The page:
ASME features IE alum’s startup
Leo Aerospace is aiming for space but needs venture capital to get there.
Mechanical engineer Dane Rudy and four Purdue University classmates, including Purdue Industrial Engineering alum Michael Hepfer (BSIE 2019), launched the company in 2017. Their goal was to make microsatellite launches cheaper, easier, and more sustainable by launching small rockets from reusable high-altitude balloons.
The team, which includes aerospace and industrial engineers, did not start out with that vision. Instead, while in Purdue's entrepreneurship program, aided by $52,500 in National Science Foundation grants, they researched different markets, and uncovered an emerging industry with a problem.
The space industry was set up to use large rockets to put large satellites into orbit, Rudy explained. Microsatellite owners must scramble to find extra room on those rockets. This delays flight schedules and forces compromises in optimal orbits. Leo designed its rocket-and-balloon solution to launch small payloads into orbit on the cheap.
To launch itself, Leo raised about $30,000 (and engineering software licenses) by winning startup competitions at Purdue and West Coast venues.
To find more money—and mentoring—they started investigating accelerator programs. Most U.S. accelerators focused primarily on software. But Australia's Startmate focused on hardware, and one of its VC partners focused on aerospace.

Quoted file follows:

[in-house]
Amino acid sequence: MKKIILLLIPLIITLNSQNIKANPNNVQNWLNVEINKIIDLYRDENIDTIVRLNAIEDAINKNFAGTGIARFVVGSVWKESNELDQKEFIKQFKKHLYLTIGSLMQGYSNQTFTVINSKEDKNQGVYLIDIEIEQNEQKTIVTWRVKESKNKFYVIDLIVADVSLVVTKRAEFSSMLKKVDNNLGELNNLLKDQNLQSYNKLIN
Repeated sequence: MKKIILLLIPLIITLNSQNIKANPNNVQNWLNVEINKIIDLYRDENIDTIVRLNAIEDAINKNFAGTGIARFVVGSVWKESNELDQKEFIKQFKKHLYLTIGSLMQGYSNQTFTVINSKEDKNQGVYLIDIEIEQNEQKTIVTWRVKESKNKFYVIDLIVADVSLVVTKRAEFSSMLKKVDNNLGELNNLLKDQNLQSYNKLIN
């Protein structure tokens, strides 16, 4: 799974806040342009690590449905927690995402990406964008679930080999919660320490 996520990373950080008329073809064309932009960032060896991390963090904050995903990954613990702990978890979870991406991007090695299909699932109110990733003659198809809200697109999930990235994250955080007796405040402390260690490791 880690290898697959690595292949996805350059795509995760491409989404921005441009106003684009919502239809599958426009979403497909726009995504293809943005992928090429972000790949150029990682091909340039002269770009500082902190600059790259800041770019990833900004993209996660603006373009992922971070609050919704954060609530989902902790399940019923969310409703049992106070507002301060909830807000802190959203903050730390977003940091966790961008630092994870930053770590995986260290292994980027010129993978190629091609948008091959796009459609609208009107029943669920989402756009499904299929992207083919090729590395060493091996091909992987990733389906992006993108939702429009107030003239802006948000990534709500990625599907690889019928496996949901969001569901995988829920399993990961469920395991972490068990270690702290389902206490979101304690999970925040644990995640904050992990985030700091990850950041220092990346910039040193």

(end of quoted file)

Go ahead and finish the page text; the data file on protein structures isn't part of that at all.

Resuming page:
Australia also had another advantage. "Our business plan is reinforced by the ability to launch frequently, and that is very difficult to do with the air traffic in the United States," Rudy said. "Australia provides a unique opportunity to launch more frequently and with less policy and regulatory pressure."
At Startmate, the engineers designed and 3D-printed components for its system over several three-month campaigns. VC partners provided Leo with $50,000, and helped them practice and refine their pitch to raise capital.
Those partners also taught Leo's founders a critical lesson: Get payment commitments from the 170 potential customers they had interviewed while researching potential markets for their company. Those letters of intent gave Leo credibility with potential investors.
To raise larger sums, potential investors needed to see a prototype that lowered their perceived risk. To build it, Leo needed to hire experienced engineers who could manage a development cycle.
To raise it, the recent graduates launched a fundraising campaign on Netcapital, a crowdfunding platform. This raised $220,000, primarily from friends, family, and some angel investors.
"We chose to go with equity-based crowd funding because we needed a decent amount of money to conduct hardware testing," Rudy said. "We also wanted to be able to control how much of the company we were giving away [to the investors]."
The campaign provided the funds to successfully launch a rocket in December 2018 from a reusable balloon platform in the Mojave Desert. Leo was the first company the Federal Aviation Administration ever authorized for such a launch, Rudy said.
The company recently raised another $90,000 from internal venture capital sources at Plug and Play, a Silicon Valley accelerator. Now that they have demonstrated the system and lined up potential customers, the co-founders are working with outside advisors to raise $8 million in seed financing.
Writer: Carol Lawrence
Source: Full article "How Mechanical Engineers Raise Venture Capital", ASME (Aug. 5, 2019)